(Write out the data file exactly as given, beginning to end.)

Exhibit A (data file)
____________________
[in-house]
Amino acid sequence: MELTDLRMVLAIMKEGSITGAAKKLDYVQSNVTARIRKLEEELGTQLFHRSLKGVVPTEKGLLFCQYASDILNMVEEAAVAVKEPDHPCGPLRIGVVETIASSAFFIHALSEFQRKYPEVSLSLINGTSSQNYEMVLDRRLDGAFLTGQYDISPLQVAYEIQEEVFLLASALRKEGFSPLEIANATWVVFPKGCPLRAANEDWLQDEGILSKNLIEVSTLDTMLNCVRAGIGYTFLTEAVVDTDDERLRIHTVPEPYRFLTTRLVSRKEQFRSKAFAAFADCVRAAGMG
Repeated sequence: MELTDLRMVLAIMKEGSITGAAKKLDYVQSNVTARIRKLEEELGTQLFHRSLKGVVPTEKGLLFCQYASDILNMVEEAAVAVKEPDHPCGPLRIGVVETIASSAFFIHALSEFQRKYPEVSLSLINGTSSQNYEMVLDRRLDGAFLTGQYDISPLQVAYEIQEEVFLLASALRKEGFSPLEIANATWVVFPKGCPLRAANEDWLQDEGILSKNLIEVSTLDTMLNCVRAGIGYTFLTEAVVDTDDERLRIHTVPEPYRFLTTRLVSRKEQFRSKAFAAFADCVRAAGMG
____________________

[in-house]
Amino acid sequence: MELTDLRMVLAIMKEGSITGAAKKLDYVQSNVTARIRKLEEELGTQLFHRSLKGVVPTEKGLLFCQYASDILNMVEEAAVAVKEPDHPCGPLRIGVVETIASSAFFIHALSEFQRKYPEVSLSLINGTSSQNYEMVLDRRLDGAFLTGQYDISPLQVAYEIQEEVFLLASALRKEGFSPLEIANATWVVFPKGCPLRAANEDWLQDEGILSKNLIEVSTLDTMLNCVRAGIGYTFLTEAVVDTDDERLRIHTVPEPYRFLTTRLVSRKEQFRSKAFAAFADCVRAAGMG
Repeated sequence: MELTDLRMVLAIMKEGSITGAAKKLDYVQSNVTARIRKLEEELGTQLFHRSLKGVVPTEKGLLFCQYASDILNMVEEAAVAVKEPDHPCGPLRIGVVETIASSAFFIHALSEFQRKYPEVSLSLINGTSSQNYEMVLDRRLDGAFLTGQYDISPLQVAYEIQEEVFLLASALRKEGFSPLEIANATWVVFPKGCPLRAANEDWLQDEGILSKNLIEVSTLDTMLNCVRAGIGYTFLTEAVVDTDDERLRIHTVPEPYRFLTTRLVSRKEQFRSKAFAAFADCVRAAGMG